A Legal Scholar Overreaches From The Bench

Overworked judges across America try to clear their dockets by encouraging plea bargains in criminal cases and settlements in civil disputes. It’s unavoidable in a society that loves to litigate, and one that often prosecutes newly defined, or undefined, crimes.

Some thoughtful observers, such as Northern Illinois University’s Jeffrey Parness and Yale Law School’s Owen Fiss, have criticized the practice. They note, among other faults in this system, that when parties have greatly unequal resources, as is often the case with people accused of street crimes, pressures on the weaker party to settle can lead to unjust results.

U.S. District Judge Jed Rakoff seems to be persuaded. At least twice now, he has rejected settlements that he believed did not adequately serve the interests of the weaker party in the dispute. But in both cases, the weaker party was the United States of America, as represented by the Securities and Exchange Commission.

So who were the parties that threatened to fleece the globe’s last remaining superpower in Rakoff’s courtroom? Bank of America and Citigroup, two banking organizations that are regulated by, and not long ago required financial assistance from, that same superpower.

Rakoff rejected a proposed settlement between the SEC and Citigroup (C) earlier this week. He declared in his decision that the proposed agreement was “neither fair, nor reasonable, nor adequate, nor in the public interest.” Rakoff scheduled a trial, over which he would preside, for next July. Rakoff rejected a similar settlement with Bank of America in 2009, later approving a revised agreement that was re-drafted to try to penalize the bank without hurting its shareholders.

Like some of the other settlement skeptics, Rakoff has first-rate academic credentials, including degrees from Swarthmore and Oxford, and a J.D. from Harvard Law. He has lectured at Columbia since 1988, and he has served as a federal judge in New York for 15 years.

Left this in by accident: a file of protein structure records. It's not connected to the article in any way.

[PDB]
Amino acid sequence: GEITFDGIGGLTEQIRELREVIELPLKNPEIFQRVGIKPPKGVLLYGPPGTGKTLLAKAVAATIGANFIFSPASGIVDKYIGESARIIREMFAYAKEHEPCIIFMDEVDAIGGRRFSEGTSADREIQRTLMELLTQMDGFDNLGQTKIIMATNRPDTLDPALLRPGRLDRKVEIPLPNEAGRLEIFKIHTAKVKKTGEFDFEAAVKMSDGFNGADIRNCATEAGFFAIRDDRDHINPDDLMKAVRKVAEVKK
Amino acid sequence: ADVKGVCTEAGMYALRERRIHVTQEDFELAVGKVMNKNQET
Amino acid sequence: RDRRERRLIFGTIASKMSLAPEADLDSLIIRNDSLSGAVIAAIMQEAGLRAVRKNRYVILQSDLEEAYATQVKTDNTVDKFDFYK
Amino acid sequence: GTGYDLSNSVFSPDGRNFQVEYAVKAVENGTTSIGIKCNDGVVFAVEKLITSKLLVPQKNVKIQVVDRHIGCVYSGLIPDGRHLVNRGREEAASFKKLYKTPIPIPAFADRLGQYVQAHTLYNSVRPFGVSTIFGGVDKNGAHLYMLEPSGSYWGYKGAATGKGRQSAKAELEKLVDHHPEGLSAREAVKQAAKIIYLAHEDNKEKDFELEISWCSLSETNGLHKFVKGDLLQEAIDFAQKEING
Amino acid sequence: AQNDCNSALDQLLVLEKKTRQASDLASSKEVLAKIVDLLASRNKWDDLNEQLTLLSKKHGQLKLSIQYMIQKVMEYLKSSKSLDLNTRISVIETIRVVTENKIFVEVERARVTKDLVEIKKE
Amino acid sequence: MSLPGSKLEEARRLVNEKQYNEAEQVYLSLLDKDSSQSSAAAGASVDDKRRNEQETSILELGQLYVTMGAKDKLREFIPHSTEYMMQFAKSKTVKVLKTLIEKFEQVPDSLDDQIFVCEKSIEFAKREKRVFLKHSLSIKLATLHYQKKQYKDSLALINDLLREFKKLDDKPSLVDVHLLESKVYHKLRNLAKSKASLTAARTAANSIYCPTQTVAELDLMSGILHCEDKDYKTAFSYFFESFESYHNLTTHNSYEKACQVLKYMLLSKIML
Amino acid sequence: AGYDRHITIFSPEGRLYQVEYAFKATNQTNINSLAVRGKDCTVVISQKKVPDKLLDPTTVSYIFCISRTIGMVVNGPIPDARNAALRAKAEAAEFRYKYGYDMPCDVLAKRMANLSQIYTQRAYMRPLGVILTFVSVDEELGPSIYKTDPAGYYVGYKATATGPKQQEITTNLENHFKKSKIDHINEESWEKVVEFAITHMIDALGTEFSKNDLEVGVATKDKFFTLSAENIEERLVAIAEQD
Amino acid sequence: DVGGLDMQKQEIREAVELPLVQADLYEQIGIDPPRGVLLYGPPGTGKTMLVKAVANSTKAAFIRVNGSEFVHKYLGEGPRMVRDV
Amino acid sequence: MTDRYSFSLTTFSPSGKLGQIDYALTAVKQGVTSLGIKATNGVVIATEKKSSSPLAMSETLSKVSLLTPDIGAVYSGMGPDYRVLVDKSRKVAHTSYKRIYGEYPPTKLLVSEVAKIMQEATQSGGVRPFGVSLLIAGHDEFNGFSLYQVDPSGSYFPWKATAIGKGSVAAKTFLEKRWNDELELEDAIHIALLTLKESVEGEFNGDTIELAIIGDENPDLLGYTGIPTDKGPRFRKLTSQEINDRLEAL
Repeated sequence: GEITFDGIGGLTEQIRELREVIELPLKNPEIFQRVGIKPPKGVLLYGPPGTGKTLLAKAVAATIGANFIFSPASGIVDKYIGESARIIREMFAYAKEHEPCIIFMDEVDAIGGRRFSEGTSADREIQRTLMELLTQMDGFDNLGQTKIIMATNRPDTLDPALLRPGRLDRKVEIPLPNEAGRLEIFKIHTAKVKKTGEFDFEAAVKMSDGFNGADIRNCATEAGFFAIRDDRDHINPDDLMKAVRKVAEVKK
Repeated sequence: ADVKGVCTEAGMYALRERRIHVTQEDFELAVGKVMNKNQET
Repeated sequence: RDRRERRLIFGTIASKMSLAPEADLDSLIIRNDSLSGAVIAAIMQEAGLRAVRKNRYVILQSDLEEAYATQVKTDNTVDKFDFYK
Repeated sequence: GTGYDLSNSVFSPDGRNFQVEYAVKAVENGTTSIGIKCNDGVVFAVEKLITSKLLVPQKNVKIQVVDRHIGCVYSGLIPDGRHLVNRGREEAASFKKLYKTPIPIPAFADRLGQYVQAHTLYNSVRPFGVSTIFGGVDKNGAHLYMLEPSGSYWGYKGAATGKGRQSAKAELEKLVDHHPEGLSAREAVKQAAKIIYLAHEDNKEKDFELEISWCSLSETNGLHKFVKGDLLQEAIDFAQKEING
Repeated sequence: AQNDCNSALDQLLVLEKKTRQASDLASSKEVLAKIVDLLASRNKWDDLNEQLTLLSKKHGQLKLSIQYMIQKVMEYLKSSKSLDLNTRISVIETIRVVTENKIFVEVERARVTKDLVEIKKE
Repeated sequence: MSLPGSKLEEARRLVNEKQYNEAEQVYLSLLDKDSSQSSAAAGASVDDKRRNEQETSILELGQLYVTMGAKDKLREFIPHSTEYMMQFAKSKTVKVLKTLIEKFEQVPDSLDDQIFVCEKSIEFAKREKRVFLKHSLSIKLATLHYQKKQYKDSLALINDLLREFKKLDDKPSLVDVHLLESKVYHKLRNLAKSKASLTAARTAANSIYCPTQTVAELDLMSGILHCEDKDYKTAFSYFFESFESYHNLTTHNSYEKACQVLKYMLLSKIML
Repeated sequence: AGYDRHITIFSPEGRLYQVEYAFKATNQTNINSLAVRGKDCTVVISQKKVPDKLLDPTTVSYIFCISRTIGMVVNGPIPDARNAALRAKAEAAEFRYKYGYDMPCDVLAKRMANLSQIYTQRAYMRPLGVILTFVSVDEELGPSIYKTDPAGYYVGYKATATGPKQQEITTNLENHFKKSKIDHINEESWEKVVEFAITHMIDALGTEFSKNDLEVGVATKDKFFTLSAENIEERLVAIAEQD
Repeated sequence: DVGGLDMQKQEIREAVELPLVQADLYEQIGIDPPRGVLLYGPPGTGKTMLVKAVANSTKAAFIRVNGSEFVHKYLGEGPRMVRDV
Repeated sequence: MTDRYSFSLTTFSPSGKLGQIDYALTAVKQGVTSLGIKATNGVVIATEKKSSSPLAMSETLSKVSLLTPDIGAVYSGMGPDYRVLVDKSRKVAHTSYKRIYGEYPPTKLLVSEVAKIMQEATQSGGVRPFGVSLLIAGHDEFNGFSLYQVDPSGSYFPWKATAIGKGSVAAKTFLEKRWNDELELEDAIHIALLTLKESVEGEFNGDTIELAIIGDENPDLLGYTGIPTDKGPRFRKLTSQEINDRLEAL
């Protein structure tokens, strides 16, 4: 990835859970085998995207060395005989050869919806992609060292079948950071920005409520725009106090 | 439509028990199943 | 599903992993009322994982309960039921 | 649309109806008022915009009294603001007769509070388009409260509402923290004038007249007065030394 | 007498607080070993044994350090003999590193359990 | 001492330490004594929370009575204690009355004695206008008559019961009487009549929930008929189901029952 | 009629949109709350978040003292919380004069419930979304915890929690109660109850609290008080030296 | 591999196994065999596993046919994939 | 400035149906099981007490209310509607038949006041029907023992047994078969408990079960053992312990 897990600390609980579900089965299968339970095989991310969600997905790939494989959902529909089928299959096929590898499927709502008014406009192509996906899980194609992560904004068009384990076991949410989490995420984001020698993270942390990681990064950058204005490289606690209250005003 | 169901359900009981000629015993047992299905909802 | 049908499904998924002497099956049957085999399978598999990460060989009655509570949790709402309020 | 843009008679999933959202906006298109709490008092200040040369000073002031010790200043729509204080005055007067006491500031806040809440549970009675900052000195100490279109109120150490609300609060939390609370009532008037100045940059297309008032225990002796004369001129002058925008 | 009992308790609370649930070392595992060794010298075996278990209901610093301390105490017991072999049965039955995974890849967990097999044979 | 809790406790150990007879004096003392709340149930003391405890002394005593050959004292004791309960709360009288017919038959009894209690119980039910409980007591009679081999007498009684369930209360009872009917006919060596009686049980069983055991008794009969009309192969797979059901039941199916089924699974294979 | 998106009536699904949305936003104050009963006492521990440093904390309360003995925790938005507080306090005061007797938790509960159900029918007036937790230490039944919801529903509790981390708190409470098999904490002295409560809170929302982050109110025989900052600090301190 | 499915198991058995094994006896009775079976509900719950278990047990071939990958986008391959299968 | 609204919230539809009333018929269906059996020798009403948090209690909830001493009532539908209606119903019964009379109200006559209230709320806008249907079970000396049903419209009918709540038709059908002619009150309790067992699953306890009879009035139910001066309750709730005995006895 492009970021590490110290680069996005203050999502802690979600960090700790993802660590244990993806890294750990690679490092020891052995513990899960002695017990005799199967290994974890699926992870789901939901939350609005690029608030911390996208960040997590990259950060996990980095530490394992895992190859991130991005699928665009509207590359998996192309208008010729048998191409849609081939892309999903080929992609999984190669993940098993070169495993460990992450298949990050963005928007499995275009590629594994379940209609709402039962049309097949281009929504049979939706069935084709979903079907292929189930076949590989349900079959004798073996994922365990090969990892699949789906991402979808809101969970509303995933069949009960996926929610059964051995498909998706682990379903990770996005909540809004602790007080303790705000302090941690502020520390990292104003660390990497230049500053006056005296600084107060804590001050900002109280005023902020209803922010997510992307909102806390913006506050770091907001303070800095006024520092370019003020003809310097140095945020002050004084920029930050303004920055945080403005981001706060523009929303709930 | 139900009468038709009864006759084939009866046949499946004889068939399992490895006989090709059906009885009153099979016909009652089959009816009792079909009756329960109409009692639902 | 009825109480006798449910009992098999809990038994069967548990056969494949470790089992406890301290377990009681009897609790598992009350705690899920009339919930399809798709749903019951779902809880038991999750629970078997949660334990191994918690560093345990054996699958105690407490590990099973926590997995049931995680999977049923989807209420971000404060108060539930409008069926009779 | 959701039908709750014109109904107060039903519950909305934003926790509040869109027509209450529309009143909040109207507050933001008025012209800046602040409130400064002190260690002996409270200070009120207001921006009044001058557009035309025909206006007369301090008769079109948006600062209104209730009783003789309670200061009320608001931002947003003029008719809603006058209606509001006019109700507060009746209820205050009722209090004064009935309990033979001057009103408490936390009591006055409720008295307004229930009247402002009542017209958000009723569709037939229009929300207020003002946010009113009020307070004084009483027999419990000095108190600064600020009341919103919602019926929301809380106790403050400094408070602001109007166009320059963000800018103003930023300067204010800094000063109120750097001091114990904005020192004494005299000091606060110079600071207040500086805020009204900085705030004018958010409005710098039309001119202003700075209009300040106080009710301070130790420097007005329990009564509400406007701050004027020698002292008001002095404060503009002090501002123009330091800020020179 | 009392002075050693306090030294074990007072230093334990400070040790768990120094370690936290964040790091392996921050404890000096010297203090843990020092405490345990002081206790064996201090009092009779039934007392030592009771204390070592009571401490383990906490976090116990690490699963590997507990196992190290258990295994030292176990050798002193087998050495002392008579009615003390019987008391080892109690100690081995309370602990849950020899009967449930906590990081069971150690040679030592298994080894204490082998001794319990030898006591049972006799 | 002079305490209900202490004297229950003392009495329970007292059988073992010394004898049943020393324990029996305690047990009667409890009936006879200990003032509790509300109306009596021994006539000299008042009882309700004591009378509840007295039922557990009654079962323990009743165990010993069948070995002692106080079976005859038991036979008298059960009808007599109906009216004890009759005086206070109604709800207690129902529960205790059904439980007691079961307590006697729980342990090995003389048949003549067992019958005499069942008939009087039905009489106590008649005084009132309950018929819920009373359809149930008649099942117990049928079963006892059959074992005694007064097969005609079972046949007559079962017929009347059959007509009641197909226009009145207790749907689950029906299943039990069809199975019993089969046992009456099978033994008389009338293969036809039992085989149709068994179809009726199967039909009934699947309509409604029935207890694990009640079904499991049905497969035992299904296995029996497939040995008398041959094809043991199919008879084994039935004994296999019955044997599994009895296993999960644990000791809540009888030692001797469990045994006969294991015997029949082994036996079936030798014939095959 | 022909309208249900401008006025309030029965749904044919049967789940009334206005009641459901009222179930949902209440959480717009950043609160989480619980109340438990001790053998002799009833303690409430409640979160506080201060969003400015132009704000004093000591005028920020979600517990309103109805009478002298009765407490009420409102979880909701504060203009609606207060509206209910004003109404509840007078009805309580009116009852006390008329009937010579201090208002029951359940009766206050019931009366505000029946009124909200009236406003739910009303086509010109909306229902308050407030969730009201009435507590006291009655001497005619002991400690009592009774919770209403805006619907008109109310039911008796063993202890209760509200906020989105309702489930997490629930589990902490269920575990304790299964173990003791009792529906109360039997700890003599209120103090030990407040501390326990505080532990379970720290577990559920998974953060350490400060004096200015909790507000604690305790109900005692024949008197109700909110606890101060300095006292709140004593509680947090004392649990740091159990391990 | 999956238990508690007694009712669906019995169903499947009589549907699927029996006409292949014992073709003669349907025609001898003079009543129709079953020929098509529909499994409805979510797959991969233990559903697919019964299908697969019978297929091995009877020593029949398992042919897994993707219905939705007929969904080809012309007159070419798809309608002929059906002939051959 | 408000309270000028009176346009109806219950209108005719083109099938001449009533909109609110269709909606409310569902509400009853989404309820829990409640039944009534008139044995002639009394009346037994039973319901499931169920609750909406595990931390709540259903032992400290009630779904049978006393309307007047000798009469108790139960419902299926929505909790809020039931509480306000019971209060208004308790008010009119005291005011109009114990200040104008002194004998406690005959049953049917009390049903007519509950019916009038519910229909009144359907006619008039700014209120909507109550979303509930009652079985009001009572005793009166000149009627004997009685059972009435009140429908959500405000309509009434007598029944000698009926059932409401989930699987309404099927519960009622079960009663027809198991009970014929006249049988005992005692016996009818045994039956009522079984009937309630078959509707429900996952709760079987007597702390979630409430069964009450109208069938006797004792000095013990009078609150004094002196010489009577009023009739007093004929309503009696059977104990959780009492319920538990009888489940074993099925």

But unlike full-time academics, who are at liberty to contemplate the legal world as they believe it should be, Rakoff’s duties as a sitting judge require him to accept the division of litigious labor as it actually exists. Congress charged the SEC, not Rakoff and other judges, with balancing Citigroup’s alleged offenses among the SEC’s many other enforcement responsibilities.

Rakoff, whose field of view is limited to the case that is before him, may think the SEC and its attorneys have nothing more pressing to do next July than to present their case against Citigroup to him so he can know “the truth” that he found lacking in the settlement. But the SEC is not an arm of Rakoff’s court. For good or ill, it decided that a $285 million check to the government would be adequate recompense for Citigroup’s ostensible offenses in the run-up to the 2008 credit crisis. That check, after all, would come without the burden to the SEC of having to prove that Citigroup broke the law, or even that a law was broken, which is a statement that would be very much in dispute at a trial.

For its part, Citigroup concluded that it was worth $285 million to make the case go away, provided the payment is not accompanied by an admission of guilt that can end up costing the bank far more when other prospective plaintiffs step forward to use that admission against it. Rakoff called the $285 million “pocket change.” He must have some very big pockets, or else he thinks that a punishment should be proportionate to the wealth of the offender, rather than proportionate to the offense.

“If the allegations of the Complaint are true, this is a very good deal for Citigroup; and, even if they are untrue, it is a mild and modest cost of doing business,” Rakoff wrote. Regardless of entity size, I would find – and I think many people would find – an unwarranted $285 million penalty to be neither mild nor modest. Most of us, after all, can afford a $100 speeding ticket. But if a patrolman ticketed you for speeding when you actually were driving at the legal limit, would you just consider this a mild and modest cost of using the public highways?

Rakoff’s rejection of this settlement was, simply, a gross overreach. He may disagree with the SEC’s settlement policies, but if he wanted to do something about them, he should have asked President Bill Clinton to appoint him to the SEC (a job that has a five-year term) rather than accept the limited policymaking powers that come with a lifetime appointment to the federal bench.

There is a good chance that, as in the Bank of America case, the SEC and Citigroup will try to re-craft their settlement to satisfy Rakoff without exposing Citigroup to additional liability to third-party plaintiffs. Rakoff’s desires notwithstanding, neither side is eager to go to trial in this case.

But the SEC could also decide to settle with Citigroup privately. The SEC would withdraw its suit, and Citigroup would pay the agreed penalty. The main difference would be that without a court injunction, the SEC could not claim to have reformed Citigroup’s practices on pain of contempt; the monetary penalty would have to suffice. If Rakoff cannot be satisfied, or if other federal judges follow his lead in other cases, I would expect this avenue to become the settlement vehicle of choice.